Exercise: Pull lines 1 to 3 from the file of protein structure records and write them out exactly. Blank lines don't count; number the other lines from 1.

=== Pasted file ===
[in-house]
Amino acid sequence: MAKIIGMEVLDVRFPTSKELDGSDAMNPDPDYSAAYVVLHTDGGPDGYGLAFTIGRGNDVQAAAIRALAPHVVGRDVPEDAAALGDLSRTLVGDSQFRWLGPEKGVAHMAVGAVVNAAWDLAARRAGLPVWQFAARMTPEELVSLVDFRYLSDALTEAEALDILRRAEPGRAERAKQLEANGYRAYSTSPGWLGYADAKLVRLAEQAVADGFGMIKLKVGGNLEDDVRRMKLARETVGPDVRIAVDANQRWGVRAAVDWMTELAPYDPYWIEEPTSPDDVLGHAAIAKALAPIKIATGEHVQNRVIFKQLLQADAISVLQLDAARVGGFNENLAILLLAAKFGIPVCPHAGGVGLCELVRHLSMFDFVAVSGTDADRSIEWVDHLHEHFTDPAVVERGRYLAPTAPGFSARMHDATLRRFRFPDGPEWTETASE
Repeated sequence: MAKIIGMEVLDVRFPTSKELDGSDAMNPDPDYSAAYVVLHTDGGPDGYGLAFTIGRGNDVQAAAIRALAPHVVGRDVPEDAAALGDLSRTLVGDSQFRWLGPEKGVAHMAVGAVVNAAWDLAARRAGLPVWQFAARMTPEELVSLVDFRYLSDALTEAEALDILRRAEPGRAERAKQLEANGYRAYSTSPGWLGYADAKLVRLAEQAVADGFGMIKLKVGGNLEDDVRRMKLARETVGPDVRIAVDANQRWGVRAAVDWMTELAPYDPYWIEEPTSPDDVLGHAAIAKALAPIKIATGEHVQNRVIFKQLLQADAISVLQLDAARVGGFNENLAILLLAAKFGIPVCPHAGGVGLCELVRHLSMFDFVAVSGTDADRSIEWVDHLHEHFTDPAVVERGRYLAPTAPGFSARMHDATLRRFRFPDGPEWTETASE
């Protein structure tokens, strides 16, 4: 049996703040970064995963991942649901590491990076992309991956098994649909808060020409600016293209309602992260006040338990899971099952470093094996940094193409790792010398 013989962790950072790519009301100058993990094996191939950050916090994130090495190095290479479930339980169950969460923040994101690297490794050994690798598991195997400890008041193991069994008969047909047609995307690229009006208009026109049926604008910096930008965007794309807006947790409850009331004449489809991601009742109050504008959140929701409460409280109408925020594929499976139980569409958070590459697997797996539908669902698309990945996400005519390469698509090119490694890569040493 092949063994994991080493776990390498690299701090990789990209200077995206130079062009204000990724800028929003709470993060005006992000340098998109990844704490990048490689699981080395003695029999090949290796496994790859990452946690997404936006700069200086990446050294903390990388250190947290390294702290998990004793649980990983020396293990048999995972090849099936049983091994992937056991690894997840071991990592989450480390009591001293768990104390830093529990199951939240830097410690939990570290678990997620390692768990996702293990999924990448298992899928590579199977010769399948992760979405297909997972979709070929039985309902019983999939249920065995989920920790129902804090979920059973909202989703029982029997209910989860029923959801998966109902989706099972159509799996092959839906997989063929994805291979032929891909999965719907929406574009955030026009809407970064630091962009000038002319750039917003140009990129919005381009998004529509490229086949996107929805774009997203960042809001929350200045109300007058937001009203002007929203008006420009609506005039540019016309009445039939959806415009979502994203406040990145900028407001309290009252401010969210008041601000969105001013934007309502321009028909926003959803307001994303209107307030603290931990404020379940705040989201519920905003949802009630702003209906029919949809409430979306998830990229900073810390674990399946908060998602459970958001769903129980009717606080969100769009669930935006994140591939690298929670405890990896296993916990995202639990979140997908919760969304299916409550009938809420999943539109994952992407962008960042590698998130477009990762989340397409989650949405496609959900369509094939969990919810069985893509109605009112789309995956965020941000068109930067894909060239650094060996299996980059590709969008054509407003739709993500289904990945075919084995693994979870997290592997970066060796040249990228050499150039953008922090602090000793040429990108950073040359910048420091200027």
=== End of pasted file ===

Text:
[in-house]
Amino acid sequence: MAKIIGMEVLDVRFPTSKELDGSDAMNPDPDYSAAYVVLHTDGGPDGYGLAFTIGRGNDVQAAAIRALAPHVVGRDVPEDAAALGDLSRTLVGDSQFRWLGPEKGVAHMAVGAVVNAAWDLAARRAGLPVWQFAARMTPEELVSLVDFRYLSDALTEAEALDILRRAEPGRAERAKQLEANGYRAYSTSPGWLGYADAKLVRLAEQAVADGFGMIKLKVGGNLEDDVRRMKLARETVGPDVRIAVDANQRWGVRAAVDWMTELAPYDPYWIEEPTSPDDVLGHAAIAKALAPIKIATGEHVQNRVIFKQLLQADAISVLQLDAARVGGFNENLAILLLAAKFGIPVCPHAGGVGLCELVRHLSMFDFVAVSGTDADRSIEWVDHLHEHFTDPAVVERGRYLAPTAPGFSARMHDATLRRFRFPDGPEWTETASE
Repeated sequence: MAKIIGMEVLDVRFPTSKELDGSDAMNPDPDYSAAYVVLHTDGGPDGYGLAFTIGRGNDVQAAAIRALAPHVVGRDVPEDAAALGDLSRTLVGDSQFRWLGPEKGVAHMAVGAVVNAAWDLAARRAGLPVWQFAARMTPEELVSLVDFRYLSDALTEAEALDILRRAEPGRAERAKQLEANGYRAYSTSPGWLGYADAKLVRLAEQAVADGFGMIKLKVGGNLEDDVRRMKLARETVGPDVRIAVDANQRWGVRAAVDWMTELAPYDPYWIEEPTSPDDVLGHAAIAKALAPIKIATGEHVQNRVIFKQLLQADAISVLQLDAARVGGFNENLAILLLAAKFGIPVCPHAGGVGLCELVRHLSMFDFVAVSGTDADRSIEWVDHLHEHFTDPAVVERGRYLAPTAPGFSARMHDATLRRFRFPDGPEWTETASE